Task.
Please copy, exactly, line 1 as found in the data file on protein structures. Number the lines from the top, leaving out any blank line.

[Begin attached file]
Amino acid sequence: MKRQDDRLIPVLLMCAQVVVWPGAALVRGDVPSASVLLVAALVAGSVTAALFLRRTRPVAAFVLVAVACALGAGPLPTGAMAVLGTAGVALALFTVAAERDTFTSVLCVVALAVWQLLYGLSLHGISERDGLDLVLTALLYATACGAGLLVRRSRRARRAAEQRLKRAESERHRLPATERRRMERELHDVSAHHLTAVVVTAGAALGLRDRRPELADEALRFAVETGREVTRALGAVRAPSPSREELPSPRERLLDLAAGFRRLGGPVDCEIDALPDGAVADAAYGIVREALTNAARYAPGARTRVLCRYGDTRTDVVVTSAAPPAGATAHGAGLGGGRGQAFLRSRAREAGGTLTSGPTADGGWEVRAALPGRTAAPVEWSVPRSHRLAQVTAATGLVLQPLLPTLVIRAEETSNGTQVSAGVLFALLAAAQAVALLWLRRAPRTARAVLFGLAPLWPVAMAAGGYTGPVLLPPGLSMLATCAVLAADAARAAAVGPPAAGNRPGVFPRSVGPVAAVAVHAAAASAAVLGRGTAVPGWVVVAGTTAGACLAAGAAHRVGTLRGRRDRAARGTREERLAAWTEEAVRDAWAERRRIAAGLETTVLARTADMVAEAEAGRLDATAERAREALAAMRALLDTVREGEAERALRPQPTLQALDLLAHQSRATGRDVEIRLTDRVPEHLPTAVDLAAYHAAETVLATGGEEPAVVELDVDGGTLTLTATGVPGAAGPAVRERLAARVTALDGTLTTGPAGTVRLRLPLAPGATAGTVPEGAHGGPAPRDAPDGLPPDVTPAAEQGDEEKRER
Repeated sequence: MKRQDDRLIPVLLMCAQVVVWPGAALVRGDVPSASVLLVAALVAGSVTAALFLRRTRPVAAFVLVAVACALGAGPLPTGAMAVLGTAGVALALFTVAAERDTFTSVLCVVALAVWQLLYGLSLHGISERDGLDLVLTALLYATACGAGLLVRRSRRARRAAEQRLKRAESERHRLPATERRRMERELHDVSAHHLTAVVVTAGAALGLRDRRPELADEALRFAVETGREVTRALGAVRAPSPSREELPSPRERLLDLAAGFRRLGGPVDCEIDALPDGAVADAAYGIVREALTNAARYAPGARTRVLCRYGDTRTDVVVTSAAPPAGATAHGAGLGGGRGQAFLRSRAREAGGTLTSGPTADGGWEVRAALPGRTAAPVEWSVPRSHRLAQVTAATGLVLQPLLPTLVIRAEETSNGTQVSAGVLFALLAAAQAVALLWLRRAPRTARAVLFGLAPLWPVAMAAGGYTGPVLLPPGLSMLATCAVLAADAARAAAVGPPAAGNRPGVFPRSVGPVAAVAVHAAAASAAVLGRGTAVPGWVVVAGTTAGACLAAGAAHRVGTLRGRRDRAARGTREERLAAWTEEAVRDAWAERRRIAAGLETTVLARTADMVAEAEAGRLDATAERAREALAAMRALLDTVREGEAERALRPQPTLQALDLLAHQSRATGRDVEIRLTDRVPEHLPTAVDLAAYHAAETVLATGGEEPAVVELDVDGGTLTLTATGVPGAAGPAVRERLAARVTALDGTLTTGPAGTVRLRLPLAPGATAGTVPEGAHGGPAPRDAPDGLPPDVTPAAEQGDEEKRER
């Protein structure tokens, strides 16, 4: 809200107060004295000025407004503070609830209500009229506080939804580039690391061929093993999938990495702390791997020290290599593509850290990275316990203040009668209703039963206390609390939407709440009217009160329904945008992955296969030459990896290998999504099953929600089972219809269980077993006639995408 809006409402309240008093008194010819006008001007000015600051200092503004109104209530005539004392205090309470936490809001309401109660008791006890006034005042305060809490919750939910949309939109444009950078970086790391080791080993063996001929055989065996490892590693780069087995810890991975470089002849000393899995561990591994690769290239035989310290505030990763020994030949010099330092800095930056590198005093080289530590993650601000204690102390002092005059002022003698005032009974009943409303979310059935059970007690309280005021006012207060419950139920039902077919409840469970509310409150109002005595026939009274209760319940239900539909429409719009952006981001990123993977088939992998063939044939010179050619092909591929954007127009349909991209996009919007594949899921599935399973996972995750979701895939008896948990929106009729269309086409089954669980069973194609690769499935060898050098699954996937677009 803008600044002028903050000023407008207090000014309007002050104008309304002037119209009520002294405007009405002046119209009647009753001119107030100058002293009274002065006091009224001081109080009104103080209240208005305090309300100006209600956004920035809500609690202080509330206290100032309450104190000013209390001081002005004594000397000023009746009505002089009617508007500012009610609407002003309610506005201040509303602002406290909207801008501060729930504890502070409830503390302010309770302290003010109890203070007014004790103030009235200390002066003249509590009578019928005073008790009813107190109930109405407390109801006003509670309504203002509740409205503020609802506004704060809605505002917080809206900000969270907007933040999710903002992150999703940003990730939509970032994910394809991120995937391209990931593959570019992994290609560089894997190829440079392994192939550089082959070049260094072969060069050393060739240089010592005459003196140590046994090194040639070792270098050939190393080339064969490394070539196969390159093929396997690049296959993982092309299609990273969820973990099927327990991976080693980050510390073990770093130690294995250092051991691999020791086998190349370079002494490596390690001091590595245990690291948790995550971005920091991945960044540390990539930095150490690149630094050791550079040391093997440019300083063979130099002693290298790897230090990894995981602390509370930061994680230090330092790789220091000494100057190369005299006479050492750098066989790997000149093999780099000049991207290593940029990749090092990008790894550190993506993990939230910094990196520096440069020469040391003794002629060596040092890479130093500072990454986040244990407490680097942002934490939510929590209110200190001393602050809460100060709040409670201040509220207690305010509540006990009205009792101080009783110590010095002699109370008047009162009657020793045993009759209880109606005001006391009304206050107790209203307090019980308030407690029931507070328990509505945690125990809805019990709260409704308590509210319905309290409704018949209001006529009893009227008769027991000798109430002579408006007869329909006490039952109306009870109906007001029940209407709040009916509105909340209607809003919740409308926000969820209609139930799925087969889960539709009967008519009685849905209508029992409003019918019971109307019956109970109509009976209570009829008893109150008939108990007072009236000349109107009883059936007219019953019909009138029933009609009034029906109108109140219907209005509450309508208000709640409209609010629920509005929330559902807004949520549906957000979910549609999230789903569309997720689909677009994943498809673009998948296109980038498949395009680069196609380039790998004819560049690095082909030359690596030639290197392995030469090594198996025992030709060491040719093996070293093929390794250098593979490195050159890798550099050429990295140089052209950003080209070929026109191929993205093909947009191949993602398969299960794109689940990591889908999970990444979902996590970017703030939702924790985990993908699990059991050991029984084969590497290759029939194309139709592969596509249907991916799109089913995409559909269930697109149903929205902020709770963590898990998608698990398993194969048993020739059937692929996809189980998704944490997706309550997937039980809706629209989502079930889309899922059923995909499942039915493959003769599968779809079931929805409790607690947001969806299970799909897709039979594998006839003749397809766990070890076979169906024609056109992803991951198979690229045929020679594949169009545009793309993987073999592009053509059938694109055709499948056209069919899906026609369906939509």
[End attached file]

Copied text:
Amino acid sequence: MKRQDDRLIPVLLMCAQVVVWPGAALVRGDVPSASVLLVAALVAGSVTAALFLRRTRPVAAFVLVAVACALGAGPLPTGAMAVLGTAGVALALFTVAAERDTFTSVLCVVALAVWQLLYGLSLHGISERDGLDLVLTALLYATACGAGLLVRRSRRARRAAEQRLKRAESERHRLPATERRRMERELHDVSAHHLTAVVVTAGAALGLRDRRPELADEALRFAVETGREVTRALGAVRAPSPSREELPSPRERLLDLAAGFRRLGGPVDCEIDALPDGAVADAAYGIVREALTNAARYAPGARTRVLCRYGDTRTDVVVTSAAPPAGATAHGAGLGGGRGQAFLRSRAREAGGTLTSGPTADGGWEVRAALPGRTAAPVEWSVPRSHRLAQVTAATGLVLQPLLPTLVIRAEETSNGTQVSAGVLFALLAAAQAVALLWLRRAPRTARAVLFGLAPLWPVAMAAGGYTGPVLLPPGLSMLATCAVLAADAARAAAVGPPAAGNRPGVFPRSVGPVAAVAVHAAAASAAVLGRGTAVPGWVVVAGTTAGACLAAGAAHRVGTLRGRRDRAARGTREERLAAWTEEAVRDAWAERRRIAAGLETTVLARTADMVAEAEAGRLDATAERAREALAAMRALLDTVREGEAERALRPQPTLQALDLLAHQSRATGRDVEIRLTDRVPEHLPTAVDLAAYHAAETVLATGGEEPAVVELDVDGGTLTLTATGVPGAAGPAVRERLAARVTALDGTLTTGPAGTVRLRLPLAPGATAGTVPEGAHGGPAPRDAPDGLPPDVTPAAEQGDEEKRER